Reprinted with permission from AlterNet.
New emails published by NBC News are blowing major holes in the stories of major figures in the Russia investigation — even though the figures themselves don’t seem to see it this way.
Jerome Corsi, formerly of the conspiracy outlet InfoWars, sent an email to Roger Stone, an ally of President Donald Trump, in early August 2016 forecasting the coming email dumps from WikiLeaks that were meant to harm Hillary Clinton’s campaign, NBC news revealed.
“Word is friend in embassy plans 2 more dumps,” Corsi reportedly wrote to Stone on Aug. 2, 2016. “One shortly after I’m back. 2nd in Oct. Impact planned to be very damaging.”
“Friend in embassy” refers to Julian Assange, the founder of WikiLeaks, according to court documents NBC News said it reviewed containing the emails.
This email came after Stone allegedly wrote to Corsi in July to say, “Get to (Assange) [a]t Ecuadorian Embassy in London and get the pending (WikiLeaks) emails.”
Corsi has told federal investigators that he didn’t comply with Stone’s request, but Mueller’s team believes this was a lie. NBC News obtained a draft of a plea agreement Mueller allegedly sent Corsi to admit to this lie, which Corsi had previously reported, but he has turned down the offer.
Corsi said that he didn’t lie, but he mistakenly forgot that he followed up on the request. He also says that his information about WikiLeaks’ future email drops was not the result of insider knowledge but based on deductions made from the public evidence. (Stone, too, has denied that he had a direct path to communicating with Assange.)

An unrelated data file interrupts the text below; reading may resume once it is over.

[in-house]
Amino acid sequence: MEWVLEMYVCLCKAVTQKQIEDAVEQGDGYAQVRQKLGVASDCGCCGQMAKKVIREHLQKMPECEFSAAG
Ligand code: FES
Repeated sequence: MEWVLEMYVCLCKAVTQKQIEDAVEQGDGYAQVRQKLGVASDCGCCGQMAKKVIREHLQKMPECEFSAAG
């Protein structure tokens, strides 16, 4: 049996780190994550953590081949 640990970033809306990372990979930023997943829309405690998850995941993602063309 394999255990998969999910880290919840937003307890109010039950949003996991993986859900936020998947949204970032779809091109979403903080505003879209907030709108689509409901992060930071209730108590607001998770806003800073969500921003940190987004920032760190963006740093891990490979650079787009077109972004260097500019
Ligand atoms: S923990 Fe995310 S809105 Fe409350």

“Why did I think they were coming out in October? Because I said to myself if I had these emails I’d use them as the October surprise,” Corsi said NBC News. “And why did I think they would come out serially, drip by drip? Because Assange is very strategic. He understands the news cycle.”
But this explanation makes little sense of the emails themselves. Corsi’s reference use of the phrase “word is” suggests something that he directly heard about from a source, not his own personal assessment of the evidence. He’s also very specific about when he believes the emails will be released — on Oct. 2. This date turned out to be a few days premature, but it’s much more specific than one would expect if someone was just offering their best guess, rather than using direct or indirect information.
Many have noted that Corsi, like Manafort, appears to be acting extremely recklessly with regard to the Mueller probe. Why not take a guilty plea when it appears prosecutors have clear evidence of wrongdoing?
One possibility, which others have raised regarding Manafort, is that Corsi is confident he can get a pardon from Trump — perhaps because he has received an explicit guarantee. Like Manafort, Corsi appears to have lawyers who have been working with Trump behind the scenes. If it’s true that Corsi or others have been promised or offered a pardon in exchange for keeping quiet in the Mueller probe, this development could open up a whole new front in the investigation into obstruction of justice.
Cody Fenwick is a reporter and editor. Follow him on Twitter @codytfenwick.